Digital Imaging or Imagining?
Advances in technology have certainly improved our lives and generated all kinds of new ways to deliver information. Many of us now read our news, get directions, listen to music and even learn about Scottsdale cosmetic surgery over the Internet. Image technology has generated surreal movies or photos where virtually an entire new world or effect can be created.
In the realm of cosmetic surgery, technology has also made its way into many surgeon offices. Computers have greatly improved laser technology, have streamlined our medical records and allow a surgeon to create images to represent the results a patient might expect - digital imaging.
I was speaking to a new patient recently and she said she was told that computer imaging is “fake” and isn’t realistic. If you have spent any time reviewing this site, then you know that I use computer imaging for almost all of my cosmetic surgery consultations. But, my very intelligently skeptical patient brings up a good point: Since computer photo image manipulation is being used, isn’t it by definition fake?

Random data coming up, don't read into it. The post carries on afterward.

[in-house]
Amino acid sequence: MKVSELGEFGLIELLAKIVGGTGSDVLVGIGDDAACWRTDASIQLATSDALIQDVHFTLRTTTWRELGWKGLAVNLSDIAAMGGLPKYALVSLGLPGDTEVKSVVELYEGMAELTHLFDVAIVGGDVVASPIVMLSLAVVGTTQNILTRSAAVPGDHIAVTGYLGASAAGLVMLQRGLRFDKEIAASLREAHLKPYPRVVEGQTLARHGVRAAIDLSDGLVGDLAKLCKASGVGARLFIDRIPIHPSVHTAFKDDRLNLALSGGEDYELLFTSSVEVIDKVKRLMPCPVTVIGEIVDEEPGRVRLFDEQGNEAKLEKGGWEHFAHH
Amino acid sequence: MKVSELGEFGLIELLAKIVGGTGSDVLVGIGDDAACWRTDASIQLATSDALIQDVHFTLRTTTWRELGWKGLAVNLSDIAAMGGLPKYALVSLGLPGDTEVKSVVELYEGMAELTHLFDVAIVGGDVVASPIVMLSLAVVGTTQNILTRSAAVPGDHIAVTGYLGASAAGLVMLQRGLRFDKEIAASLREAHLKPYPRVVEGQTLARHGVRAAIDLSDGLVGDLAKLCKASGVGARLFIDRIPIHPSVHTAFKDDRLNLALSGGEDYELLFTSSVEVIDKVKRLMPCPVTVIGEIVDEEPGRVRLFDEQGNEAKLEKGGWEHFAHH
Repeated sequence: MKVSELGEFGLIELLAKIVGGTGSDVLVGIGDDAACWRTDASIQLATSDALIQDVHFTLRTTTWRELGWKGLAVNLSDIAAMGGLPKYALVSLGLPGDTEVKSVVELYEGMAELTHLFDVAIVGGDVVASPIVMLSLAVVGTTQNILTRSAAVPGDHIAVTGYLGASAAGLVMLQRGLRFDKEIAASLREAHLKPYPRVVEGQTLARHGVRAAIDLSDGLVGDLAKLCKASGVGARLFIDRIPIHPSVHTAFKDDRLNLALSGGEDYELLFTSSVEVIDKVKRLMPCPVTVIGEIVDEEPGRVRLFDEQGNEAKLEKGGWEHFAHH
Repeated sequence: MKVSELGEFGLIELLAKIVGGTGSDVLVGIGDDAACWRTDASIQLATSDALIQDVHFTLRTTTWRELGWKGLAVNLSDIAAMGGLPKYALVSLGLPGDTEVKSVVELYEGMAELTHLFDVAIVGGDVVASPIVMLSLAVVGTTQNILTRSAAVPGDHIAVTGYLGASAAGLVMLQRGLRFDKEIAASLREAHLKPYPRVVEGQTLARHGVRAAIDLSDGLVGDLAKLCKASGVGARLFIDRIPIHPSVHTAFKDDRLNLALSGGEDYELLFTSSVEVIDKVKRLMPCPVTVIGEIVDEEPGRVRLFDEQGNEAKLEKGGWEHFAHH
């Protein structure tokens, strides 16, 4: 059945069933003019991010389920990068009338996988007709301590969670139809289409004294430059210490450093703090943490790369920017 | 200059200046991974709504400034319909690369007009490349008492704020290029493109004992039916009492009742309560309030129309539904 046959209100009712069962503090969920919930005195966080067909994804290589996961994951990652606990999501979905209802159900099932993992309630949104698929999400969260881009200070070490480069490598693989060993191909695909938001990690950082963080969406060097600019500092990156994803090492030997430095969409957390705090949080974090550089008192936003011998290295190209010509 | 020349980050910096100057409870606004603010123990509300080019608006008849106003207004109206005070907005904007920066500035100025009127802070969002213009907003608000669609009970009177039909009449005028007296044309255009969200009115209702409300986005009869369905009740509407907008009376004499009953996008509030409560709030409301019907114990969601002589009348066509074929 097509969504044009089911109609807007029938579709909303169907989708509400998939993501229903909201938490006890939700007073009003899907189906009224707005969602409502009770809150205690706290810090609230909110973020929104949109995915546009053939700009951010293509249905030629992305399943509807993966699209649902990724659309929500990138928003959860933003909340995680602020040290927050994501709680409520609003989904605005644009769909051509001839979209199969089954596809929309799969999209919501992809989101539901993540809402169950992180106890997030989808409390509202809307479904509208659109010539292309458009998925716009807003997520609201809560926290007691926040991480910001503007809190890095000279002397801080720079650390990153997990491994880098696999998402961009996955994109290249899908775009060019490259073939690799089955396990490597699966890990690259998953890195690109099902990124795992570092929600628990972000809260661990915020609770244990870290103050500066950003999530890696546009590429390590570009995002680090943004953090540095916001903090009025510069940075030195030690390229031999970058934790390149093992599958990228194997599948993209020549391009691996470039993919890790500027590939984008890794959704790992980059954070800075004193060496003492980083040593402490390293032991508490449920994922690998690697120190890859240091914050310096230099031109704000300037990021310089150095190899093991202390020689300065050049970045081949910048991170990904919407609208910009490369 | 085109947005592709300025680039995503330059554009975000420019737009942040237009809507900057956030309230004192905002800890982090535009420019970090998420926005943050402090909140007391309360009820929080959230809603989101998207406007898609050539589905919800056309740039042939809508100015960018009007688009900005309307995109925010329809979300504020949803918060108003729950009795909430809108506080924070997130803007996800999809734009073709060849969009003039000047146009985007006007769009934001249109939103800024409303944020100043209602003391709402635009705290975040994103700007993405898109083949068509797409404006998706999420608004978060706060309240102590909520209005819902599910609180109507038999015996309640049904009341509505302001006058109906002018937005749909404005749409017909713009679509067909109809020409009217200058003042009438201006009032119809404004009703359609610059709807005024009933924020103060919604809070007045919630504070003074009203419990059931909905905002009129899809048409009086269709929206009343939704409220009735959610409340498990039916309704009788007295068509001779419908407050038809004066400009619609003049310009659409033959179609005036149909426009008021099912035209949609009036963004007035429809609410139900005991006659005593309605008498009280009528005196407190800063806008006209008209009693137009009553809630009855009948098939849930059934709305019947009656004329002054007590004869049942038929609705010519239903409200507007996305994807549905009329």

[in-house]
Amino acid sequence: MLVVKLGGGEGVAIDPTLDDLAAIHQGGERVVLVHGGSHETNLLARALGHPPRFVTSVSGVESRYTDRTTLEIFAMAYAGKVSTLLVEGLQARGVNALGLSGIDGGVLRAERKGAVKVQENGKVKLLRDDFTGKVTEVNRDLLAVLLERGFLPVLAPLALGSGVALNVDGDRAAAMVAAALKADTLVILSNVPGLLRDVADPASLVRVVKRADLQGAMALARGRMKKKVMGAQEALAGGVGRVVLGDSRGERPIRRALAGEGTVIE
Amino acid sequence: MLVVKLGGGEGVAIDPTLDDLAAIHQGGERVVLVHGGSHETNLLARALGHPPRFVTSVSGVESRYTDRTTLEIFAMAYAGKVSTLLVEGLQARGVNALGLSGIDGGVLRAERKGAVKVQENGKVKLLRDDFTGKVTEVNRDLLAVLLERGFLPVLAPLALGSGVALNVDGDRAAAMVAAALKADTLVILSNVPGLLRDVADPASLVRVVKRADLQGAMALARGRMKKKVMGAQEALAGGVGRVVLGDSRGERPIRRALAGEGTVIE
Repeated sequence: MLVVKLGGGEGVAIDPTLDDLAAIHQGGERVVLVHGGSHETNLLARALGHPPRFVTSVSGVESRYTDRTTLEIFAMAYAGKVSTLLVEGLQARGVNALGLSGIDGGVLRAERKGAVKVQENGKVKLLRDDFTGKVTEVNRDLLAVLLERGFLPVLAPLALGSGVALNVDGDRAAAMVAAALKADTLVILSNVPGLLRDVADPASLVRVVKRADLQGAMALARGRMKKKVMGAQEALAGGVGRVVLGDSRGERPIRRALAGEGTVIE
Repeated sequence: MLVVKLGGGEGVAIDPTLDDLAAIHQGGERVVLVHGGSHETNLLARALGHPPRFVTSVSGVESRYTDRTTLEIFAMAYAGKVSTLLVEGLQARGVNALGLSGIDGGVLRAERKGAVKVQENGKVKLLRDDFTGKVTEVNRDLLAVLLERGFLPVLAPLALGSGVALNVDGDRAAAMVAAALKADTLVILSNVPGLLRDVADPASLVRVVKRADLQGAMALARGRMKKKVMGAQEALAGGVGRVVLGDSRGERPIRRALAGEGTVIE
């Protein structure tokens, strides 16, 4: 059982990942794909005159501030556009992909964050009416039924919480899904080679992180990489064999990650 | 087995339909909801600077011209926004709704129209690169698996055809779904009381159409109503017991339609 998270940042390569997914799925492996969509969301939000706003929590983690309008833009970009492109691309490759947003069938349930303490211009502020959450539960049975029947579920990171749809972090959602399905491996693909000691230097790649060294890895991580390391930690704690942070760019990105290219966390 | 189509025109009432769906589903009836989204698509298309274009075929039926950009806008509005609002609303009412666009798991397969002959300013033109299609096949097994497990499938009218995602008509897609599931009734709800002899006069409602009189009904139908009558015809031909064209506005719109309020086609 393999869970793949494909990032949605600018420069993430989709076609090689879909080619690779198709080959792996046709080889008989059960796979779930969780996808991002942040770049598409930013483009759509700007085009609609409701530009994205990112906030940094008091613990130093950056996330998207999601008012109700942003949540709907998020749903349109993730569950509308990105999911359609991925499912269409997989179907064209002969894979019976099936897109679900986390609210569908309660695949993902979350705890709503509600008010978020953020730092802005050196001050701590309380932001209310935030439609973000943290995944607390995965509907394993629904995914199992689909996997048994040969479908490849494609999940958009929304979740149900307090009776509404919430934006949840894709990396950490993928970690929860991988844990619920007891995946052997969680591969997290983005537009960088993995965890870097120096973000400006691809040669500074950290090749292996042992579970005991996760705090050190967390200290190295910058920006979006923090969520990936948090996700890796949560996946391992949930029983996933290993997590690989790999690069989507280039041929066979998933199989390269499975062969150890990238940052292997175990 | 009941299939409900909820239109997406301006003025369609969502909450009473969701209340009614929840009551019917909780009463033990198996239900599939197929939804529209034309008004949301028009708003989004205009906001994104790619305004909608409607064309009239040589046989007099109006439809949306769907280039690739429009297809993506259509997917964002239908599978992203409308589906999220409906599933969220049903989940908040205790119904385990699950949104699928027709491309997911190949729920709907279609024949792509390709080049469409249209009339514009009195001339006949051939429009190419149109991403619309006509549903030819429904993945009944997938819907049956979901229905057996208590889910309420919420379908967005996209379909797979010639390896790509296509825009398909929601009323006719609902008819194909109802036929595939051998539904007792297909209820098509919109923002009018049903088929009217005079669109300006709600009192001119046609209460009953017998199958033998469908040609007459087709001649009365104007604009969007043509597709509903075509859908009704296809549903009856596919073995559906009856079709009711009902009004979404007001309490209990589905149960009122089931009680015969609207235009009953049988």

That depends on how the images are created and used. Firstly, imaging must be done making only the maneuvers that the surgeon can reasonably expect to execute. This means that imaging should be performed or at least reviewed by the surgeon before it is presented to a patient. Only a surgeon’s honest representation of what is reasonable should be shown to patients. Secondly, the true purpose of imaging should be to demonstrate to the patient that the surgeon has an understanding of their desired improvements as well as the limitations of surgery.
Just like anything else, computer imaging software is a tool that can be used properly or can be abused. Anyone who has worked with these types of programs knows that a patient’s anatomy can be changed in ways that are not only unrealistic, but impossible. Unfortunately, if imaging is done in this way to sell surgery, the surgeon will end up with a lot of dissatisfied patients and will get a reputation for this behavior.
Probably the most valuable aspect of cosmetic surgery imaging is that it can stimulate discussion about the desires of a patient with the surgeon such that both sides can understand and agree on the approach and the expectations for a result. Though the images that spark the discussion may be alterations of a photograph, the benefits of having a common goal and mutual understanding before surgery are definitely not “fake” and make a huge impact in reaching those very realistic goals.